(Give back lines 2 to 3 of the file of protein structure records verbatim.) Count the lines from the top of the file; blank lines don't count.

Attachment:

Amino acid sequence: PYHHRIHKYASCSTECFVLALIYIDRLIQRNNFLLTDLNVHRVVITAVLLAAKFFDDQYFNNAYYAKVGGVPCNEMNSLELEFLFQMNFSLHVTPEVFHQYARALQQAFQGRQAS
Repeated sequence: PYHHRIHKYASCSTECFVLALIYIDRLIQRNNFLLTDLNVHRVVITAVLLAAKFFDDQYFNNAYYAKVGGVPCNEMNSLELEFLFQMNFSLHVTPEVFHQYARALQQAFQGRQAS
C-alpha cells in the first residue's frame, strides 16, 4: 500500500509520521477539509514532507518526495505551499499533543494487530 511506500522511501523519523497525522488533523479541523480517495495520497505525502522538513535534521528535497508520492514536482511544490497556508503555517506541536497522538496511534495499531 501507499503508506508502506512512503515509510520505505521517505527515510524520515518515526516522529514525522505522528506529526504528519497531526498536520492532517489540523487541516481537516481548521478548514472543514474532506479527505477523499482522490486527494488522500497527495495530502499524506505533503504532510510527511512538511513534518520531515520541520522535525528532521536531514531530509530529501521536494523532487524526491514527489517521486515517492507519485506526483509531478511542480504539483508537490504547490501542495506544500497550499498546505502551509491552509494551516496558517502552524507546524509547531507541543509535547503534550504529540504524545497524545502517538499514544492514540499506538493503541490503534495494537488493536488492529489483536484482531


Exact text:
Repeated sequence: PYHHRIHKYASCSTECFVLALIYIDRLIQRNNFLLTDLNVHRVVITAVLLAAKFFDDQYFNNAYYAKVGGVPCNEMNSLELEFLFQMNFSLHVTPEVFHQYARALQQAFQGRQAS
C-alpha cells in the first residue's frame, strides 16, 4: 500500500509520521477539509514532507518526495505551499499533543494487530 511506500522511501523519523497525522488533523479541523480517495495520497505525502522538513535534521528535497508520492514536482511544490497556508503555517506541536497522538496511534495499531 501507499503508506508502506512512503515509510520505505521517505527515510524520515518515526516522529514525522505522528506529526504528519497531526498536520492532517489540523487541516481537516481548521478548514472543514474532506479527505477523499482522490486527494488522500497527495495530502499524506505533503504532510510527511512538511513534518520531515520541520522535525528532521536531514531530509530529501521536494523532487524526491514527489517521486515517492507519485506526483509531478511542480504539483508537490504547490501542495506544500497550499498546505502551509491552509494551516496558517502552524507546524509547531507541543509535547503534550504529540504524545497524545502517538499514544492514540499506538493503541490503534495494537488493536488492529489483536484482531